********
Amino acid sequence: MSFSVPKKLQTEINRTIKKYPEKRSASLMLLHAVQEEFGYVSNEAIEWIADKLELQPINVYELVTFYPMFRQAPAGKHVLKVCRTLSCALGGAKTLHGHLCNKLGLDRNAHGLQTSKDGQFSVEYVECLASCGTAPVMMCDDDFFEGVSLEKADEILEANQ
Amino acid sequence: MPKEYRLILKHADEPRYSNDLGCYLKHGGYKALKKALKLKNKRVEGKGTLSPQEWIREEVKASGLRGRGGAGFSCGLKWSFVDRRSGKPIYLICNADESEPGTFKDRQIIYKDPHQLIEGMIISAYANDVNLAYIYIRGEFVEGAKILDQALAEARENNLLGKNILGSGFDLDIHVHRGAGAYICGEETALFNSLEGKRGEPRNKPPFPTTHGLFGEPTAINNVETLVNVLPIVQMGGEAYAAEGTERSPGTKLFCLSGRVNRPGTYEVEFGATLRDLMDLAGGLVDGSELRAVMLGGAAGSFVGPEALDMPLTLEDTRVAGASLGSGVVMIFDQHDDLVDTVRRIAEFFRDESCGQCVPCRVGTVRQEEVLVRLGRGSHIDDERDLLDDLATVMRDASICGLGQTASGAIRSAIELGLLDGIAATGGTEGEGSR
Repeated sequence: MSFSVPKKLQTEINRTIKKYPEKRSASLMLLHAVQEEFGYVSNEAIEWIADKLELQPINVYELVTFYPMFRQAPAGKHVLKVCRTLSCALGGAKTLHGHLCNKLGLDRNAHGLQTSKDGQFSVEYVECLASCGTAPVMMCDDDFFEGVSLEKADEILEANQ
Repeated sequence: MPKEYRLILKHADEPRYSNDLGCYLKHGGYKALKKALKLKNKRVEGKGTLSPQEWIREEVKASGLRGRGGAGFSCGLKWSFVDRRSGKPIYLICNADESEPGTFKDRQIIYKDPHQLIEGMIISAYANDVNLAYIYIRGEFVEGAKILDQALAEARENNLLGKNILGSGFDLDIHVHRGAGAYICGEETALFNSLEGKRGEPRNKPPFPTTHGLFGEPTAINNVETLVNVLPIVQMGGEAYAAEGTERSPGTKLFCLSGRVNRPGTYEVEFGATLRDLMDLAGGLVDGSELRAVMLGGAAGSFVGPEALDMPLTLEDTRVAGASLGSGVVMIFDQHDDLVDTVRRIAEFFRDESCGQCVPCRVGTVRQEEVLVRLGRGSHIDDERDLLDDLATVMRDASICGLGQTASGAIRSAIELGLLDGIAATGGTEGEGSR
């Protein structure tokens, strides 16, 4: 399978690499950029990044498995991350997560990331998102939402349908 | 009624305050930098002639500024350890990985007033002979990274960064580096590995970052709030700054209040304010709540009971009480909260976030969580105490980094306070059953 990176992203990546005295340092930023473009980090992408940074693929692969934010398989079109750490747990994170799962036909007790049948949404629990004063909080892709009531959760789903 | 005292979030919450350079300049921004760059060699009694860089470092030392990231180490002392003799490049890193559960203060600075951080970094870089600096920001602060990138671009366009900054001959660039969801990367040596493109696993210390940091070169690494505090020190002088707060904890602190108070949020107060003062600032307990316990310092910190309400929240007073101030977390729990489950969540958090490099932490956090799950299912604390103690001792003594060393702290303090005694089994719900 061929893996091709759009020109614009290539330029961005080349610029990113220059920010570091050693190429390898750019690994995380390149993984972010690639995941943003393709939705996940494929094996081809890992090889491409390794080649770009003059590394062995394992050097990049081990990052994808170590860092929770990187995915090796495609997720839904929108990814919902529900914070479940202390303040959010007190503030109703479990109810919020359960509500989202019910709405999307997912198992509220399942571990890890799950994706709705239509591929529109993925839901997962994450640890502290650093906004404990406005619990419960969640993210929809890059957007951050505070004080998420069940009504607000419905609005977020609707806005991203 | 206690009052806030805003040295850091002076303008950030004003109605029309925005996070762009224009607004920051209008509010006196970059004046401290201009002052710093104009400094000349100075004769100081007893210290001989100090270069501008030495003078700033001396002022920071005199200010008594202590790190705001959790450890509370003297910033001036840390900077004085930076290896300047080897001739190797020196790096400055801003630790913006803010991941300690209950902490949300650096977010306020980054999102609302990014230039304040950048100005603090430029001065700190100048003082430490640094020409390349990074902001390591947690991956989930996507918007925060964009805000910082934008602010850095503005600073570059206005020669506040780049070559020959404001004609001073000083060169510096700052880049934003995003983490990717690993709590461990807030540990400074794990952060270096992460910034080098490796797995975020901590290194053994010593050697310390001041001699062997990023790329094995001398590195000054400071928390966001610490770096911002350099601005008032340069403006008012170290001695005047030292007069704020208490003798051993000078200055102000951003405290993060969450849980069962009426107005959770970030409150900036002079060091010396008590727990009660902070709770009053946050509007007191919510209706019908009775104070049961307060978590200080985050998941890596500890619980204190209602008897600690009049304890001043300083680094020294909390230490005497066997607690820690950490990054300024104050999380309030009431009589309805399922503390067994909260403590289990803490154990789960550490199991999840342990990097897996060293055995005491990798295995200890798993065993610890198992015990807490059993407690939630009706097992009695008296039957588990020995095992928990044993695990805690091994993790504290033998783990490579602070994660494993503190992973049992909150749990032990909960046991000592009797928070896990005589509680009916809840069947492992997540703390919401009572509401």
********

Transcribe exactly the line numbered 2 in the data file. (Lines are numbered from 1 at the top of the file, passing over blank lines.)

Amino acid sequence: MPKEYRLILKHADEPRYSNDLGCYLKHGGYKALKKALKLKNKRVEGKGTLSPQEWIREEVKASGLRGRGGAGFSCGLKWSFVDRRSGKPIYLICNADESEPGTFKDRQIIYKDPHQLIEGMIISAYANDVNLAYIYIRGEFVEGAKILDQALAEARENNLLGKNILGSGFDLDIHVHRGAGAYICGEETALFNSLEGKRGEPRNKPPFPTTHGLFGEPTAINNVETLVNVLPIVQMGGEAYAAEGTERSPGTKLFCLSGRVNRPGTYEVEFGATLRDLMDLAGGLVDGSELRAVMLGGAAGSFVGPEALDMPLTLEDTRVAGASLGSGVVMIFDQHDDLVDTVRRIAEFFRDESCGQCVPCRVGTVRQEEVLVRLGRGSHIDDERDLLDDLATVMRDASICGLGQTASGAIRSAIELGLLDGIAATGGTEGEGSR